Local Housing Allowance

Local Housing Allowance (LHA) rates determine the maximum amount of Housing Benefit that can be paid to subsidise private rents. Reforms implemented in 2011 aimed to limit housing benefit expenditure.

For tenants living in privately rented accommodation, Housing Benefit entitlements are calculated using the Local Housing Allowance (LHA). LHA was introduced in 2008 for tenants living in deregulated private rented housing.

The primary aim of LHA was to ensure that Housing Benefit entitlements more closely reflected the composition of households claiming it, and thereby introducing greater control over government welfare expenditure.

Expenditure on the LHA element of Housing Benefit increased steadily following its introduction as more privately rented households transitioned onto the new benefit, and in line with the wider increase in Housing Benefit expenditure that followed the global financial services crash. Upon taking office, the Coalition Government made further reforms to LHA aimed at reducing expenditure.

How is LHA calculated?

LHA entitlements are calculated by assessing the rent levels being charged in the local geographic area; these areas are known as Broad Rental Market Areas (BRMA). Currently, there are 14 BRMAs that apply to Greater London. Five different LHA rates are set for different property sizes in each of the BRMAs – these included the Shared Room Rate, and then properties up to and including four-bedrooms.

Since 2011, significant changes have been made to the way that LHA is calculated:

  • In 2011, LHA entitlements for each of the five property sizes within the BRMA were pegged to the 30th percentile of local rents, meaning that tenants could only receive support for the cheapest 30 per cent of rented homes in the local area. Previously, LHA would cover up to the median cost of renting (the 50th percentile).
  • The uprating of LHA rates were also detached from the local rent level. LHA rates were initially uprated by the Consumer Price Index. In 2014/15 and 2015/16, LHA uprating was limited to a maximum increase of 1 per cent. Between 2016/17 and 2019/20, LHA will be frozen at 2015 levels.
  • Nationally applicable caps on weekly LHA receipt were also introduced in April 2011. Housing Benefit claims cannot exceed these levels, even where the 30th percentile rent is higher. Currently, these caps are:
    • £260.64 per week for a one-bed property
    • £302.33 for a two-bed property
    • £354.46 for a three-bed property
    • £417.02 for a four-bed property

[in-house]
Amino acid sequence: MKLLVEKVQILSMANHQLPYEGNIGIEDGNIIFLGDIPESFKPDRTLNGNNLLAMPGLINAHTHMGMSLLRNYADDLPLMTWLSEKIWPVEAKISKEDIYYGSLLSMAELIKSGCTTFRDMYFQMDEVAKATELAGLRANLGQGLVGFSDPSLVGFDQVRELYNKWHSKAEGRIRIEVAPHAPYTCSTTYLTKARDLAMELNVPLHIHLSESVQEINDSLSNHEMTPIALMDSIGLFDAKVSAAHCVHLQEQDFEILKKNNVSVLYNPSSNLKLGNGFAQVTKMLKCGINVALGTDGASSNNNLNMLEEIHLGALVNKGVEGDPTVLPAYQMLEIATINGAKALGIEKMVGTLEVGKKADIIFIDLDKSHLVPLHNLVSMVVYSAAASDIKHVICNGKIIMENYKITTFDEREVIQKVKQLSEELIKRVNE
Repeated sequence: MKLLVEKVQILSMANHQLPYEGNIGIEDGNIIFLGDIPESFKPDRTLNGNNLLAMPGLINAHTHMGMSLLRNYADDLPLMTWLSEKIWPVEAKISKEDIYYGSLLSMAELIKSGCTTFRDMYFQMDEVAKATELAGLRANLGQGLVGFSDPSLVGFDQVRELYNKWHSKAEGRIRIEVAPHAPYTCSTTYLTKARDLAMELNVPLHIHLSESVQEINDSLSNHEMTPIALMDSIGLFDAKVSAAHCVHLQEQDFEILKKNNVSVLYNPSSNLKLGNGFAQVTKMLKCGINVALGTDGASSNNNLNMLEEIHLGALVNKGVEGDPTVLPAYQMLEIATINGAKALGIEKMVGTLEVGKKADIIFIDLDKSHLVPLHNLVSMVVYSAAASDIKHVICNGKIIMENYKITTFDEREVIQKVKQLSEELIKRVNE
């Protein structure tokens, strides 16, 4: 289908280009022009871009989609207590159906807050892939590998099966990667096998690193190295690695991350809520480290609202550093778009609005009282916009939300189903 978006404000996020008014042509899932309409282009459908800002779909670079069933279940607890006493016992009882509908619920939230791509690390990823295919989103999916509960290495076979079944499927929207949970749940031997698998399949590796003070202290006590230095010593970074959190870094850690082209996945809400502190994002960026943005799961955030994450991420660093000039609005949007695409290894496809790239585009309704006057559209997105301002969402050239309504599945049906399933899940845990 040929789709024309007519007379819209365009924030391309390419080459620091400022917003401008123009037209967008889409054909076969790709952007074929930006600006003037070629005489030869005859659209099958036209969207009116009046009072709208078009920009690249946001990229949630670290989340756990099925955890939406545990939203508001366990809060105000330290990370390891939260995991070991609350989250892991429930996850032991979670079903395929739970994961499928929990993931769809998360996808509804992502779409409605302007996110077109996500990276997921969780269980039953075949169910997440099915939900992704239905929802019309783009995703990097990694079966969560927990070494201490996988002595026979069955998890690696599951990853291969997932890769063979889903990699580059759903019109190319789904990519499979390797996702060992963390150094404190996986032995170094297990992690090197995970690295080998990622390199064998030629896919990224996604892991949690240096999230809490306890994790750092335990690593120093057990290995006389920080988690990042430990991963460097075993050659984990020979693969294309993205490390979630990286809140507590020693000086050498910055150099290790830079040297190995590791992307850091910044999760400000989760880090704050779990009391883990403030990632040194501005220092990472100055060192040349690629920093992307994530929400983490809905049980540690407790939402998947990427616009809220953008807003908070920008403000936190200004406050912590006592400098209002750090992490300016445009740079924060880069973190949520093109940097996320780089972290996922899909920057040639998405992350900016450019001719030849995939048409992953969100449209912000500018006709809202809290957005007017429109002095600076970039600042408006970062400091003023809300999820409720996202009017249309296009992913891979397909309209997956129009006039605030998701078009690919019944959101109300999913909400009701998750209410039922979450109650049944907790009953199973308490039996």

Given that Greater London has experienced strong and sustained growth in rent levels, the effect of the LHA reforms has been to create a growing gap between the cost of private rented accommodation and the amount that housing benefit will pay for. All of London’s 70 LHA rates are now below the 30th percentile of local market rents. As of April 2017 the average weekly shortfall between LHA rates and the 30th percentile for the three bedroom rate was £89.84 (or £68.24 excluding the Central London BRMA).

Analysis of the latest caseload figures

Analysis of London’s LHA caseload shows a shift in claimants from inner-London – where the overall number of LHA claimants has reduced – to outer-London – where the number of claimants has increased significantly.

Analysis of London’s LHA caseload also shows a shift from out-of-work claimants to in-work claimants.


London Councils’ work

The 2015 Summer Budget announced plans to freeze LHA rates for the duration of the Parliament. In October London Councils published a report analysing the potential impact of this policy. The report found that the freeze could see the majority of London become unaffordable to private renters in receipt of housing benefit and called for a targeted exemption for London from the freeze.

Read ‘Tracking Welfare Reform: The impact of freezing LHA rates in London’

London Councils has consistently lobbied for London’s high rents to be factored into the benefits system. In 2013, the Government set up a two-year ‘Targeted Affordability Fund’ to channel some of the savings from the LHA reforms to allow those rates that had deviated from rents the most to rise by more than 1 per cent.

London Councils argued that London should receive the bulk of the fund. In the first year, London received around three-quarters of the fund, resulting in half of London’s 70 LHA rates increasing by up to 4 per cent in 2014 – the only exception to the national cap of 1 per cent on the uprating of working-age benefits.

In 2015, 41 of the 70 London LHA rates will increase by more than 1 per cent - with all but one going up by the maximum 4 per cent. But for 2017/18 although 48 LHA rates were uprated by 3 per cent nationally, this benefited only 9 of London’s 70 LHA rates.